Now I enjoy most of the films I have mentioned, save for Natural Born Killers which has no redeeming qualities save for Robert Downey Jr., and Rodney Dangerfield. Enjoyment of these films does not inherently mean you are an angry white teenager. The function of this post is simply to point out the films that angry white teenagers deem as classic, and what often represents classic cinema in their minds.

On filmaffinity.com I gave the film 8/10. It’s been ages since I have seen it, but I remember it well. It is something I want to revisit, but I haven’t really felt like doing so lately.

Damn, it feels good to be a gangsta.

6. The Godfather (Francis Ford Coppola, 1972)

I find gangster movies in general cause a conflict within me. As a critical thinking person I realize that the violence and mayhem inherent in these films is supposed to be negative. The viewer is supposed to be repulsed. But as a man who wishes he were gangsta I invariably find myself rooting for the hero(anti-hero). I end up saying things like “that’s what he gets for fuckin with his shit”, and “fuck him up”. I end up feeling the same way when I watch westerns too. Dudes shooting each other is just plain cool.

I am not sure what to do with these feelings. I mean I have only been in one fight in my life(in grade 4), and that ended with being run over with a bike. I am generally non-violent, and have some pacifist tendencies. Sometimes I want to punch people in the face, but the key thing is I don’t. So why am I so enthralled by Tony Carmonte, Tom Powers, and Michael Corleone? I think it has to do with their ambition. They see what they want, and they go for it. It’s Horatio Alger with gunplay. I contrast that with my general meekness and insecurity and I am inspired to maybe do the same thing, although with fewer gunshots.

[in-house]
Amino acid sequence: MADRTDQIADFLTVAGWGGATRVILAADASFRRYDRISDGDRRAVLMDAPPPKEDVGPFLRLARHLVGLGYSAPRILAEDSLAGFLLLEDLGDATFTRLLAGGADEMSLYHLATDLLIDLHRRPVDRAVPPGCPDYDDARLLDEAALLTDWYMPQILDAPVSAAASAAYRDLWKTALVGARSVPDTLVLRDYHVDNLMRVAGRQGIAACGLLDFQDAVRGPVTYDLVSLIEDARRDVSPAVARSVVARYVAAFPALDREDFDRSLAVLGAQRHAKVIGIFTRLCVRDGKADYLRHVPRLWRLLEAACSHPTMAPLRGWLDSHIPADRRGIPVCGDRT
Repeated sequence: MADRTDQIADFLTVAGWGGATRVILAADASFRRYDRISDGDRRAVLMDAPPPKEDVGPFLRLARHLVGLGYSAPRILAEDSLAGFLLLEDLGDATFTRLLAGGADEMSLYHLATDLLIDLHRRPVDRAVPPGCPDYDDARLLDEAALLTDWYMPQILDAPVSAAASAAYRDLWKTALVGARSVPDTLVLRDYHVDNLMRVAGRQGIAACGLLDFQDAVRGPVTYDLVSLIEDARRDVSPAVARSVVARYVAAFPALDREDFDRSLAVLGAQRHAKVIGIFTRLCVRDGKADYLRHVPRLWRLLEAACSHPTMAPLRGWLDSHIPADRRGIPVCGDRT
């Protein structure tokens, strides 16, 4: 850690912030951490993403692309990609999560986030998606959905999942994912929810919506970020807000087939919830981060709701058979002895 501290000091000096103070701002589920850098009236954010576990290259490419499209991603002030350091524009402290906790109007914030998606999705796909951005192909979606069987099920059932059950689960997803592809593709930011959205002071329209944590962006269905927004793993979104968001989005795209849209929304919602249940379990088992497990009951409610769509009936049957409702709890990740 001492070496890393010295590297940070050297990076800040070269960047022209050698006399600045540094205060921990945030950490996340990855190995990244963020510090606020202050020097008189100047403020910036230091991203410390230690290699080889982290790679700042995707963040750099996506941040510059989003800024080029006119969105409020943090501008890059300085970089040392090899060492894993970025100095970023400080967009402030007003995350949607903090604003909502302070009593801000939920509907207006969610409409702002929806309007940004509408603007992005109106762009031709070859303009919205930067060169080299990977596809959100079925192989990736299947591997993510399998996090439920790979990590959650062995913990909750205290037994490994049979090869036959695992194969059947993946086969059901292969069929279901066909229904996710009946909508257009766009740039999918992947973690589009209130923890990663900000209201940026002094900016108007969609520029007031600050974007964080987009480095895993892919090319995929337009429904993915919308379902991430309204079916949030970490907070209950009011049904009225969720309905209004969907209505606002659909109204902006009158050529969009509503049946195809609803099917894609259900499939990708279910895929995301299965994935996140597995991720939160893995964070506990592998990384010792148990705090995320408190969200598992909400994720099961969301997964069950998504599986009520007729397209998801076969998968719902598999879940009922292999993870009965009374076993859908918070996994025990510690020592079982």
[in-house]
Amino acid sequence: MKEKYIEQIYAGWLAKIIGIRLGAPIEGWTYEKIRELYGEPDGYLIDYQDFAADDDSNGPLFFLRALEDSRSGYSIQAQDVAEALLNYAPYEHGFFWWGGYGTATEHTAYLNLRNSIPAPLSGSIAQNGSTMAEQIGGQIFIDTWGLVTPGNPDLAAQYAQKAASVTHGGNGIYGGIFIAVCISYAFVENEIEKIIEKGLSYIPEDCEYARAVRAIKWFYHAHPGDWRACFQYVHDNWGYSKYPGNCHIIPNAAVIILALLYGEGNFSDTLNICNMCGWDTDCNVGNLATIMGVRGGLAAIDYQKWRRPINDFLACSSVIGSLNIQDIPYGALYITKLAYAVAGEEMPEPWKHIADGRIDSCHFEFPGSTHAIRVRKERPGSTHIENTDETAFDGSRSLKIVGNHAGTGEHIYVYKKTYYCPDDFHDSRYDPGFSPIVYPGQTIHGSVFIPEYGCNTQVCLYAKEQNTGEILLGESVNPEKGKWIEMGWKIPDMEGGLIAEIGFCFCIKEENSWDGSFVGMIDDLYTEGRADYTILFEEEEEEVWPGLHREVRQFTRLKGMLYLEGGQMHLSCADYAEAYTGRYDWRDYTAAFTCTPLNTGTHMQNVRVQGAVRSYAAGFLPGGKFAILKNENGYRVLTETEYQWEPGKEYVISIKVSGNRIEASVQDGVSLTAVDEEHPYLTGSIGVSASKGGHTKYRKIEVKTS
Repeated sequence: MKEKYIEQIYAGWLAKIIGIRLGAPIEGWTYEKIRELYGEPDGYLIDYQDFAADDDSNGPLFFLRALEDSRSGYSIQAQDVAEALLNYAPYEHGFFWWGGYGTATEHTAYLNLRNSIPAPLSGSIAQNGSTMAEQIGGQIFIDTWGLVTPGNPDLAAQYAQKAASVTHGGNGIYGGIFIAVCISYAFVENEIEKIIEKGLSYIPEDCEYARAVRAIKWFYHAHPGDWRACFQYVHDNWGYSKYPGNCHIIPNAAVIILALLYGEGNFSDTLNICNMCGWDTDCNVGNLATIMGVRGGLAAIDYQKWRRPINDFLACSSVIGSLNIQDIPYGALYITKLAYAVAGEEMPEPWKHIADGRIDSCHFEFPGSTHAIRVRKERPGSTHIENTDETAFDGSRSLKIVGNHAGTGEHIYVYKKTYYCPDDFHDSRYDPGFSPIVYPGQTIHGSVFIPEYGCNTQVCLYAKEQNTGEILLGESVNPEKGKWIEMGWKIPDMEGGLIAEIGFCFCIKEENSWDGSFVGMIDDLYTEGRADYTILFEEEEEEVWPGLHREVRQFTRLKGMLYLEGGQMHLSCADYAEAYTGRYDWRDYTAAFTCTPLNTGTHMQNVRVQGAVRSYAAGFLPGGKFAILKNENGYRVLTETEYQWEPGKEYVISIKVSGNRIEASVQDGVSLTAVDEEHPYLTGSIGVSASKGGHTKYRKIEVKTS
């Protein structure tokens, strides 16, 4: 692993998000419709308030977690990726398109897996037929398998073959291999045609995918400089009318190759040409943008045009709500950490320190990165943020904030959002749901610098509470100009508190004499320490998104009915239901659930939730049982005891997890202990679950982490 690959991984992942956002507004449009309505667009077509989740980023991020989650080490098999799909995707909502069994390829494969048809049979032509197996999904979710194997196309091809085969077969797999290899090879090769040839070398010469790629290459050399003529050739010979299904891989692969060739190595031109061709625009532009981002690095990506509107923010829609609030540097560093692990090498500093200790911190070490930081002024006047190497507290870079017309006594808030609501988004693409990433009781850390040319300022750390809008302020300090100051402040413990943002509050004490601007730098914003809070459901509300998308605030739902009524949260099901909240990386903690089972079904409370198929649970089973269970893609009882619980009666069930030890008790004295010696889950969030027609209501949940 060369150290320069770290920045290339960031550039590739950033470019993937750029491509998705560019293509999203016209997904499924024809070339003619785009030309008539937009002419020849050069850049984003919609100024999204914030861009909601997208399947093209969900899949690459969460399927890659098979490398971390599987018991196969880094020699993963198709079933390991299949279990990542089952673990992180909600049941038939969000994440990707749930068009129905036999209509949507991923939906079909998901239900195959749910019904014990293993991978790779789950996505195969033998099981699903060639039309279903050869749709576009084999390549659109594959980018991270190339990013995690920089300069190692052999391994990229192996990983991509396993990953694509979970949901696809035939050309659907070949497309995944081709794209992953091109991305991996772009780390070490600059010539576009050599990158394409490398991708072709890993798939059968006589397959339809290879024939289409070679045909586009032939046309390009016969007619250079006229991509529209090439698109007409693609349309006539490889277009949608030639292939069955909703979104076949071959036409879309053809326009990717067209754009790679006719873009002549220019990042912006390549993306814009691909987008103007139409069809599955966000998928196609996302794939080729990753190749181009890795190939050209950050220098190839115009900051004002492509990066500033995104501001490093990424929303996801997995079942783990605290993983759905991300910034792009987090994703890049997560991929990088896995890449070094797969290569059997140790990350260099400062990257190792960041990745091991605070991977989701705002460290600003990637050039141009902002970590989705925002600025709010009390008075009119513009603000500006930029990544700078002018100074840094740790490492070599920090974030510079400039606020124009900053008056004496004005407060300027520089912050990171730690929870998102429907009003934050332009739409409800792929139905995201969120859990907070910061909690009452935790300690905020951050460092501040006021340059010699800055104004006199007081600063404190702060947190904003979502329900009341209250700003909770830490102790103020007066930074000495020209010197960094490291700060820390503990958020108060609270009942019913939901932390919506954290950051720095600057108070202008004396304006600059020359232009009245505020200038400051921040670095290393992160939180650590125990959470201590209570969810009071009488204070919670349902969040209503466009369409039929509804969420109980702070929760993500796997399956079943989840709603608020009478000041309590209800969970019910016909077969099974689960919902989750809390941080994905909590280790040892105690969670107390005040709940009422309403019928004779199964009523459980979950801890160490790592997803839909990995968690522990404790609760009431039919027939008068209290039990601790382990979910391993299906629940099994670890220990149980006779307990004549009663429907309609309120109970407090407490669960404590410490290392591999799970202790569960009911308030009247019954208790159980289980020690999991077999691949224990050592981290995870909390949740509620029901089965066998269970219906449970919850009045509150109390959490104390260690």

What we have in Michael Corleone is a character ascending(or descending) to the top of underworld. We see him firstly as a straight arrow who just come out of the army and wants to stay out of the family business. He is devoted to his wife. But as circumstances around him change, namely the hit attempt on Don Corleone, he is drawn in. His rise to power is swift and violent but we sympathize and even envy him because he is badass. His relationship with his wife is strained by the challenges of running a criminal empire but we still see him as a “good” guy. I am not sure if it’s even possible to make a gangster movie like this without these feelings coming up. Michael’s a compelling and complex dude, but because he is the focus we see the escalating gang war through his eyes, he is the one who is being done wrong. Even though he is a criminal we see him as virtuous.

The only point really in the entire film where I find myself appalled by Michael is the final scene when he lies to his wife about killing Carlo. The fact that the film ends with him having just lied to his wife, and her believing him is kind of shattering of trust. Just like he broke his wife’s trust, he breaks our trust. I don’t fully understand why I responded so much to that scene.

I guess the simple answer is that shooting people and protecting your “shit” so-to-speak is “gangsta” and inspirational, but lying to your wife is wrong. I would make a great husband and/or mob boss. I watch the movie good.

On filmaffinity.com I gave the film 9/10. I swore at the t.v. which signifies an emotional response, and it made me feel (and talk) “gangsta”. The only thing holding it from being a 10 is that I haven’t re-watched it(I purposely under-rate films I have only watched once, just so I don’t look stupid upon further reflection).